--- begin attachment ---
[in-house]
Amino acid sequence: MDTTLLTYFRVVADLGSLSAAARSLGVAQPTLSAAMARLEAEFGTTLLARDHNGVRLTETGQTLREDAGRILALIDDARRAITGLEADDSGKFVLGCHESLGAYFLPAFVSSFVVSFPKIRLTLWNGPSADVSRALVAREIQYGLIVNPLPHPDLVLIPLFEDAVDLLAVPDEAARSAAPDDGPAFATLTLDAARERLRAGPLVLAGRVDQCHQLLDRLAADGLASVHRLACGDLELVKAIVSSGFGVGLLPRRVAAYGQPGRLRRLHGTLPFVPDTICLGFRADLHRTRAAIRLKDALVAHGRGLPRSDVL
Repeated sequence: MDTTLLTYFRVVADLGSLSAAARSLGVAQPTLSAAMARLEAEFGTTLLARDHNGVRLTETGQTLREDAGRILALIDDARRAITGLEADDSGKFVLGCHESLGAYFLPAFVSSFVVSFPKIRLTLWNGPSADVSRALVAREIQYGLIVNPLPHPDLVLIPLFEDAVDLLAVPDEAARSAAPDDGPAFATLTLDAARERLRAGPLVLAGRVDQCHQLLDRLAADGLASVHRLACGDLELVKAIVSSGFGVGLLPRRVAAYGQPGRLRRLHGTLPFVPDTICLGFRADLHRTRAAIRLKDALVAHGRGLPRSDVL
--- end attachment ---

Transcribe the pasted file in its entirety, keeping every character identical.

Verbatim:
[in-house]
Amino acid sequence: MDTTLLTYFRVVADLGSLSAAARSLGVAQPTLSAAMARLEAEFGTTLLARDHNGVRLTETGQTLREDAGRILALIDDARRAITGLEADDSGKFVLGCHESLGAYFLPAFVSSFVVSFPKIRLTLWNGPSADVSRALVAREIQYGLIVNPLPHPDLVLIPLFEDAVDLLAVPDEAARSAAPDDGPAFATLTLDAARERLRAGPLVLAGRVDQCHQLLDRLAADGLASVHRLACGDLELVKAIVSSGFGVGLLPRRVAAYGQPGRLRRLHGTLPFVPDTICLGFRADLHRTRAAIRLKDALVAHGRGLPRSDVL
Repeated sequence: MDTTLLTYFRVVADLGSLSAAARSLGVAQPTLSAAMARLEAEFGTTLLARDHNGVRLTETGQTLREDAGRILALIDDARRAITGLEADDSGKFVLGCHESLGAYFLPAFVSSFVVSFPKIRLTLWNGPSADVSRALVAREIQYGLIVNPLPHPDLVLIPLFEDAVDLLAVPDEAARSAAPDDGPAFATLTLDAARERLRAGPLVLAGRVDQCHQLLDRLAADGLASVHRLACGDLELVKAIVSSGFGVGLLPRRVAAYGQPGRLRRLHGTLPFVPDTICLGFRADLHRTRAAIRLKDALVAHGRGLPRSDVL